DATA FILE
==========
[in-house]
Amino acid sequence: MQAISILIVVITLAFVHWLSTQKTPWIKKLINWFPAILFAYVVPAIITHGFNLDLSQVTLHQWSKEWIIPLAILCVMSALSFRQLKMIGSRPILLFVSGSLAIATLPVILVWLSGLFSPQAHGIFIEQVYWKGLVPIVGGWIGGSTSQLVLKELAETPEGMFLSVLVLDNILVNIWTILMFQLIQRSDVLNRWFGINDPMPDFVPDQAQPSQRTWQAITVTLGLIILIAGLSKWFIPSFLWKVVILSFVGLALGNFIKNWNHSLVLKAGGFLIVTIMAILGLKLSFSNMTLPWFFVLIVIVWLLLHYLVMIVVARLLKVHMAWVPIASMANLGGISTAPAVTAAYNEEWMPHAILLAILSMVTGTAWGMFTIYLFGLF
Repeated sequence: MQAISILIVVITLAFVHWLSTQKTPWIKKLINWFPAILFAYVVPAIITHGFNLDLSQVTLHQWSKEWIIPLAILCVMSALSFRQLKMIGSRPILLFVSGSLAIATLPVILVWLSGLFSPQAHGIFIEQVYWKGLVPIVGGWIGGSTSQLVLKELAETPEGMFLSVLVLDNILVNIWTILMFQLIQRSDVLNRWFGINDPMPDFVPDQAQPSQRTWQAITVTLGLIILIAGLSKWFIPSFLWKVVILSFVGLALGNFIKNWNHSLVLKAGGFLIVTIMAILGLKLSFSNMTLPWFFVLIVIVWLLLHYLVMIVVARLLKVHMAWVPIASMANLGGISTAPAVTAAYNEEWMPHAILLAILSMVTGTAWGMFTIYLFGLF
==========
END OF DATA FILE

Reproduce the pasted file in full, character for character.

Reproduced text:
[in-house]
Amino acid sequence: MQAISILIVVITLAFVHWLSTQKTPWIKKLINWFPAILFAYVVPAIITHGFNLDLSQVTLHQWSKEWIIPLAILCVMSALSFRQLKMIGSRPILLFVSGSLAIATLPVILVWLSGLFSPQAHGIFIEQVYWKGLVPIVGGWIGGSTSQLVLKELAETPEGMFLSVLVLDNILVNIWTILMFQLIQRSDVLNRWFGINDPMPDFVPDQAQPSQRTWQAITVTLGLIILIAGLSKWFIPSFLWKVVILSFVGLALGNFIKNWNHSLVLKAGGFLIVTIMAILGLKLSFSNMTLPWFFVLIVIVWLLLHYLVMIVVARLLKVHMAWVPIASMANLGGISTAPAVTAAYNEEWMPHAILLAILSMVTGTAWGMFTIYLFGLF
Repeated sequence: MQAISILIVVITLAFVHWLSTQKTPWIKKLINWFPAILFAYVVPAIITHGFNLDLSQVTLHQWSKEWIIPLAILCVMSALSFRQLKMIGSRPILLFVSGSLAIATLPVILVWLSGLFSPQAHGIFIEQVYWKGLVPIVGGWIGGSTSQLVLKELAETPEGMFLSVLVLDNILVNIWTILMFQLIQRSDVLNRWFGINDPMPDFVPDQAQPSQRTWQAITVTLGLIILIAGLSKWFIPSFLWKVVILSFVGLALGNFIKNWNHSLVLKAGGFLIVTIMAILGLKLSFSNMTLPWFFVLIVIVWLLLHYLVMIVVARLLKVHMAWVPIASMANLGGISTAPAVTAAYNEEWMPHAILLAILSMVTGTAWGMFTIYLFGLF